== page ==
We’ve lost because we did not fight for it/them…

Posted: January 16, 2012 in Thinking aloud
Tags: , , ,

We’ve lost hold of our cultures, identity and influence because we did not fight:


I go through an almost weekly assessment of myself and my passions and my fears of the things being lost.  Each time I listen to reggae and its offspring dance-hall I have a conversation in my head about the direction and the loss.  I get particularly guarded and worried when there enters into the arena a new non-Jamaican phenomena or artist affiliated with reggae. You see for me Reggae is to Jamaica as Calypso is to Trinidad and the Bald Eagle and Star-spangled flag/banner is to USA.  So each time I get a video about the newest Japanese dance-hall queen or latest German reggae artist I do a little cringe.  I remember standing in the presence of a Canadian reggae artist who boasting about his tours in Europe highlighted that the bands who backed him in Europe (“full-a white guys”) were so good at and serious about playing reggae that they played better than even Jamaican bands.  Needless to say I almost blew a gasket and so walked away, ’cause I know he could not be for real.  How could he even hope to compare these guys skills to the likes of Steele Pulse, Aswad, Third World, Chalice, Gumption not to mention recent additions such as Raging Fyah etc.

But now in hindsight I must admit he was heralding what is a shift in the culture that I must acknowledge.  No longer is Jamaica the hub for reggae, with the advent of internet and its by-products like Youtube and Twitter etc. our music and cultural art form–Reggae has gone far and wide and in the process I fear has lost its heart.  The reggae I fell in Love with is a revolutionary form even in the hands of dance-hall artists it moves and shifts understandings and platforms.  Yet this form is no longer in our (Jamaicans) control.  We’ve lost it because we did not fight for it… along the way we gave in to the flattery of it spreading globally, we were happy to count the money earned from touring it and we certainly considered it high compliments when others consumed it, copied it and owned it.  I will not argue that these new sounds our appearances don’t sound good or are not palatable. I will however argue that copies are not the same as originals.  We did not fight to keep it as our own, we never sought to control how it was developed or consumed and now we wave farewell to it daily.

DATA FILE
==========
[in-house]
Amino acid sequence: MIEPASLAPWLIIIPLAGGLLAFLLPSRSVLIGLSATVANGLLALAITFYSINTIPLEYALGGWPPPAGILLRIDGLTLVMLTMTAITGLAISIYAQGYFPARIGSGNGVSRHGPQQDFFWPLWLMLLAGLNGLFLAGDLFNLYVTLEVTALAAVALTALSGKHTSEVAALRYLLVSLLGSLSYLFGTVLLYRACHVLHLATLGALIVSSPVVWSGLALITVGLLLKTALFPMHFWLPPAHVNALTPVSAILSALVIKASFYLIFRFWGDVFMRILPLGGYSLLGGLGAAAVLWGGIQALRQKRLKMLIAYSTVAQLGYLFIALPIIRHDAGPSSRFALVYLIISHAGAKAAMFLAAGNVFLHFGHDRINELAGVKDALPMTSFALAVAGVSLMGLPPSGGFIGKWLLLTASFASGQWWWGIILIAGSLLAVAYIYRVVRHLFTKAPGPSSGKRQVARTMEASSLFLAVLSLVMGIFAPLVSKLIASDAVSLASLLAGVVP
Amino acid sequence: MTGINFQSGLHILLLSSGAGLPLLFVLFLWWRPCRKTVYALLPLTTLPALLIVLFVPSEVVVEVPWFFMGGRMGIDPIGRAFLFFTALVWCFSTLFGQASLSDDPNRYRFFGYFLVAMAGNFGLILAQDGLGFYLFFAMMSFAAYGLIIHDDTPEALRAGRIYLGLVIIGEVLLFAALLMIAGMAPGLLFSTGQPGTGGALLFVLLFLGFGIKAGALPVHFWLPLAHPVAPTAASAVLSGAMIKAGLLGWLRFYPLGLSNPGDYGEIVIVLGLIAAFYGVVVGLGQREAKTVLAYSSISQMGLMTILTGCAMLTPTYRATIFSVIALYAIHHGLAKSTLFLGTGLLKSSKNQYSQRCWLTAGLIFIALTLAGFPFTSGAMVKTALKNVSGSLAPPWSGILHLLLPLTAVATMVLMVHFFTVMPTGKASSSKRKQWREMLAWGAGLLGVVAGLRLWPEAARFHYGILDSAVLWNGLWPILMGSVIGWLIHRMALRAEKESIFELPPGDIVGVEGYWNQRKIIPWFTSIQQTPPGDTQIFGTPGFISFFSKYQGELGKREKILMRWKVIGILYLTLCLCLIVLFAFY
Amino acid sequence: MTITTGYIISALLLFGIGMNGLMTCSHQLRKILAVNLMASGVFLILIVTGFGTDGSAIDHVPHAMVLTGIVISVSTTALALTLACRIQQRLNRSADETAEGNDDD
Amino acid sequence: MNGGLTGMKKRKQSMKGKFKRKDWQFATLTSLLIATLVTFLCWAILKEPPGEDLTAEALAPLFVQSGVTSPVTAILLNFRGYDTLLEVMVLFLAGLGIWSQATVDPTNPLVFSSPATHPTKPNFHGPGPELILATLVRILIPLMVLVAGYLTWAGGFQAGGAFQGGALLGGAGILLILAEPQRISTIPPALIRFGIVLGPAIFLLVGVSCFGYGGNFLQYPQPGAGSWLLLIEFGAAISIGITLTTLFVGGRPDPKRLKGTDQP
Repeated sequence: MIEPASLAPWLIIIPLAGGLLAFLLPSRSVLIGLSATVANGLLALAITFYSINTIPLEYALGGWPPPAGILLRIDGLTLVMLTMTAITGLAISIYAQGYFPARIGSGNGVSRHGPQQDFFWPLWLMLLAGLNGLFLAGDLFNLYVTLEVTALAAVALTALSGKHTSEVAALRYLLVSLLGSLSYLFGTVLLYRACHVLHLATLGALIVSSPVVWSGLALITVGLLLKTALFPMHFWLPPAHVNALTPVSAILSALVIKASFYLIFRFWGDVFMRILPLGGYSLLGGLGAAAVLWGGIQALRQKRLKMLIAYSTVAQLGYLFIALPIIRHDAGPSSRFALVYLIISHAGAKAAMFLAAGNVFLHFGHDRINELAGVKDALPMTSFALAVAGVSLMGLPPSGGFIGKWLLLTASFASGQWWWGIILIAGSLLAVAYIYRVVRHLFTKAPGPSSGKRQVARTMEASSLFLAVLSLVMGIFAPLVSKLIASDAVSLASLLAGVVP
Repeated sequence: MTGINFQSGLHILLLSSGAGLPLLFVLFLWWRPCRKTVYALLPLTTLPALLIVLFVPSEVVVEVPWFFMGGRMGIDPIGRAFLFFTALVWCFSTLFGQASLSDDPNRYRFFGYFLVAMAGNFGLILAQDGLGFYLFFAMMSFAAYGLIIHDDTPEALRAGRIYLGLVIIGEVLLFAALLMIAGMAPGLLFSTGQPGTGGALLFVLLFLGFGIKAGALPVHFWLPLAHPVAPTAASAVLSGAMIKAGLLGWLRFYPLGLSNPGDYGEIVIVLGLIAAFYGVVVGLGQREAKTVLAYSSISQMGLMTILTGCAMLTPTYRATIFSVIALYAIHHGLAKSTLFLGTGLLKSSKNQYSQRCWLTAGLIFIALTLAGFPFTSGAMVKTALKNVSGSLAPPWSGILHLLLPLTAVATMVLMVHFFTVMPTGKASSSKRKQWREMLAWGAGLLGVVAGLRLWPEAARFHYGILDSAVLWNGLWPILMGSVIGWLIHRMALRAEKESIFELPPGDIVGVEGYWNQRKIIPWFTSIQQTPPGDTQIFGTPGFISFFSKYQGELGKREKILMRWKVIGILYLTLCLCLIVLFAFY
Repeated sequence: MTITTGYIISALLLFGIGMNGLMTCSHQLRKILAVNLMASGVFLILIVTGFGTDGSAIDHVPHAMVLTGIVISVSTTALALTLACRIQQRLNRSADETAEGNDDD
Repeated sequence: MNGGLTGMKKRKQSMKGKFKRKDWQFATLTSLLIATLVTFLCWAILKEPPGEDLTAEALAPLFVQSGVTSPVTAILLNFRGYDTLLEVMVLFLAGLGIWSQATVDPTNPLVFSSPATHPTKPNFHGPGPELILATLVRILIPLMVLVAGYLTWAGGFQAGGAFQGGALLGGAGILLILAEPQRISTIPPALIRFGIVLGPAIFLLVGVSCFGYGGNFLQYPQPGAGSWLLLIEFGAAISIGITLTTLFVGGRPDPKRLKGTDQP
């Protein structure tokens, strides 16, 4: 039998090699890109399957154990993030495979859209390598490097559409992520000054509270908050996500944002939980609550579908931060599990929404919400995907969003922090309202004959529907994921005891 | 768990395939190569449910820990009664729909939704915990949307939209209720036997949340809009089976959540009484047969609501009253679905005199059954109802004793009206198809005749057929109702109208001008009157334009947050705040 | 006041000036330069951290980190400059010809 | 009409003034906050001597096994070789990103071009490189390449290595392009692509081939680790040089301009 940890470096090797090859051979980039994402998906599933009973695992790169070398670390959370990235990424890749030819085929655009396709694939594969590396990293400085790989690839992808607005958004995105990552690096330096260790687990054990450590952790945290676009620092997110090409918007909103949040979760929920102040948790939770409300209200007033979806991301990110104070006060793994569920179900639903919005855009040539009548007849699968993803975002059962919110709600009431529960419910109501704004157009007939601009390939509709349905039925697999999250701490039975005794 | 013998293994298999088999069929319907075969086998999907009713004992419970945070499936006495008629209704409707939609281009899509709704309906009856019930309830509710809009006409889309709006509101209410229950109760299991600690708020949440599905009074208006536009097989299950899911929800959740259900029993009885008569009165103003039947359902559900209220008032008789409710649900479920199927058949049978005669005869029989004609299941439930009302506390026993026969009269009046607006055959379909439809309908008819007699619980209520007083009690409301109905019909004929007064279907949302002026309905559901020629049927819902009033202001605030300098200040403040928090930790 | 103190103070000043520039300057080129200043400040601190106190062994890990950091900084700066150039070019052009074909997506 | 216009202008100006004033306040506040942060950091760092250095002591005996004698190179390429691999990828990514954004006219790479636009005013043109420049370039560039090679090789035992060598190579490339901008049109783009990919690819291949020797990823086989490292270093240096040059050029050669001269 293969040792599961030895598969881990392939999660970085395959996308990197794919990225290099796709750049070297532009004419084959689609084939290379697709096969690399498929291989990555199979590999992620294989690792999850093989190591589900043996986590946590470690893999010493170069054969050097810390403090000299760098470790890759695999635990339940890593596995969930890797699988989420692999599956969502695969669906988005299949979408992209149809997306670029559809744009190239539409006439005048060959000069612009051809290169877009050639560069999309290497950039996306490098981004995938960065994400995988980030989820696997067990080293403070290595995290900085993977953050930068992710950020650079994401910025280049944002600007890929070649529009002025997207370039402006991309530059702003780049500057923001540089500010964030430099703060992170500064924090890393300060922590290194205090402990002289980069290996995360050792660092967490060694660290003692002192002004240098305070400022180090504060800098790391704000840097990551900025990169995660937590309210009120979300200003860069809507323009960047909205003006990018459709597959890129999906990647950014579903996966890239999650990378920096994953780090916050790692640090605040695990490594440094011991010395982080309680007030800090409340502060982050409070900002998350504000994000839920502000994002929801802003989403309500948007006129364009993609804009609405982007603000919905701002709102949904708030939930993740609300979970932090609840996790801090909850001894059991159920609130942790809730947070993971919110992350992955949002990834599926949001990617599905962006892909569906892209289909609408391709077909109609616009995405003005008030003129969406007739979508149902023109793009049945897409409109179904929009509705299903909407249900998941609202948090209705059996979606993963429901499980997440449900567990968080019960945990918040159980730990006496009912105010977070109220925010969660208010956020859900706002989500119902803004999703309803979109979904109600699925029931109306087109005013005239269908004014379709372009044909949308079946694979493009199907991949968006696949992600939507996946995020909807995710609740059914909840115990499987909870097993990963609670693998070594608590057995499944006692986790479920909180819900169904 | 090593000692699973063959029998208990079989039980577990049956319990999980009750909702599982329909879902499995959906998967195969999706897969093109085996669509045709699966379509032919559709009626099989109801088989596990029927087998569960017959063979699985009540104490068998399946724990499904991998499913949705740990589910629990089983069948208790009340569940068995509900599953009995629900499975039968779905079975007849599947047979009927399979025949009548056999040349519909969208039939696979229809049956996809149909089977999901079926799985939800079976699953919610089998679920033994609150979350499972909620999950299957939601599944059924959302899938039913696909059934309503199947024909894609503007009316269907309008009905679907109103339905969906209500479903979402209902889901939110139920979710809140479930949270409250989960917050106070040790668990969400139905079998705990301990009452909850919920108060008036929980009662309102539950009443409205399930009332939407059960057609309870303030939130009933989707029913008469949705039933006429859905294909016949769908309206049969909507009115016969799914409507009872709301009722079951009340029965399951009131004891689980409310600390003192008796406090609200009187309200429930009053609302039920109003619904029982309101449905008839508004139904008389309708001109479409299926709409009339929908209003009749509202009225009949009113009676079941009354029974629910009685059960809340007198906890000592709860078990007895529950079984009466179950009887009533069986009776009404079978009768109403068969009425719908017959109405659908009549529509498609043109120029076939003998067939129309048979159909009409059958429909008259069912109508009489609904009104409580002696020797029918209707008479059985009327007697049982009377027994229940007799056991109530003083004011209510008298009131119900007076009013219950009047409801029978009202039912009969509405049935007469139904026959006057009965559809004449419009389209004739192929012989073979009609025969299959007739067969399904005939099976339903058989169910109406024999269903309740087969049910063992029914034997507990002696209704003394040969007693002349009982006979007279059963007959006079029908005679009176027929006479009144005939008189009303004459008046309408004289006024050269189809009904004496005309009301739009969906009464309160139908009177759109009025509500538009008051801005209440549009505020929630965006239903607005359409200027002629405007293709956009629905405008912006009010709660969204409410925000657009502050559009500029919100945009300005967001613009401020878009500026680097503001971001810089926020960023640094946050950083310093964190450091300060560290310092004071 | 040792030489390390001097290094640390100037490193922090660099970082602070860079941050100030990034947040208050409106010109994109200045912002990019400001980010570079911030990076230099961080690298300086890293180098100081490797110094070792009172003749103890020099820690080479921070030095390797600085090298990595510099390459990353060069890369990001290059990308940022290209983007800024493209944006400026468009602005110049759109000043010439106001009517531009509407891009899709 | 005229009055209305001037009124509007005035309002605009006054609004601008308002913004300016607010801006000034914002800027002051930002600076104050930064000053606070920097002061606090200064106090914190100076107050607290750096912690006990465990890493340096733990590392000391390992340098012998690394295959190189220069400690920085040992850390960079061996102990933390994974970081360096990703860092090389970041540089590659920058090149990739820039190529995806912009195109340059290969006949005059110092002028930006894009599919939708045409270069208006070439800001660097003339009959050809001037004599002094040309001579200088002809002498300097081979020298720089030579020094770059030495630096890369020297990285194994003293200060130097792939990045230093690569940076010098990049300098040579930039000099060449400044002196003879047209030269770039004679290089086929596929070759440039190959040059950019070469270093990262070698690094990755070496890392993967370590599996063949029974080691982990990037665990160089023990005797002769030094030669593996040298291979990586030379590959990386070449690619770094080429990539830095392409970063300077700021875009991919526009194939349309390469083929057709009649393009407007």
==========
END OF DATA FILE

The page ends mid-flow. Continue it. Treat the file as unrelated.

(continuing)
So many have been lost over time that I dare not seek to list them.  We lost organizations that once served as advocates and conduits because we did not fight for them. This category is unique because in some instances we lost some organizations because we fought against them.  I cannot express how many times I have sat in on meetings or heard about the downward spiral of community groups where the catalyst for the loss were our own people. There is always the lack of a good board of directors, the absence of a shared vision or direction or worst the lack of interest or extreme apathy among the users or stakeholders.  Sometimes one is forced to wonder if the organization was valued!  For if it were deemed valuable or useful surely we could have mustered up enough energy to salvage it??

Sometimes the fight is also external whether loss of funding due to government cuts (we were too dependent here) or outright campaigns against them whether on ideological, political or racial bias.  Our over-dependent organizations become engulfed by monetary woes sometimes because we did not fight for financial stability or a growth plan.  We sometimes lose because we did not fight to have our voices heard on a political scale, if you assess black organizations in N. America they are riddled with lack; from lack of interest in political wranglings to lack of know how about representation.  While we are on “black”; we sometimes resist the fight for forging our identities amidst the minority motif, we sometimes fail to fight for equality for fear of further pissing off the establishment and then we lose.

We’ve lost because we did not fight…

  1. KevinKevin says:

    As I sit here listening to Steely Dan, I’m reminded that this post could easily speak about hip hop, rock and roll, jazz and the blues. The originals will live on, but the reason much of this music was created in the first place was to fight back against the establishment. Blues is based on African rhythms and tonality. Jazz, rock and reggae are derived from this form and each one of these genres broke barriers, spoke of a struggle, challenged norms and planted the ideas of revolution in the minds of music fans. Even a genre as far-removed as country and western still uses African chord progressions and musical forms that were brought to America in the late 1800s.

    What happened? The spirit of revolution got replaced with security and corporate safety. There was a separation of form and content. Now, white guys play hip hop, reggae, rock, jazz, blues, salsa and samba—all of which are derived from African rhythms and tonalities. Aside form the anti-war protests of the 60s, have any of these musicians galvanized people in a meaningful movement using the form at hand?

    No one can replace the originals. However, I do feel that there is a severe lack of meaningful music being played by anyone. While it’s easy to copy the form, content comes from the heart, from a community and from a genuine struggle to be free.

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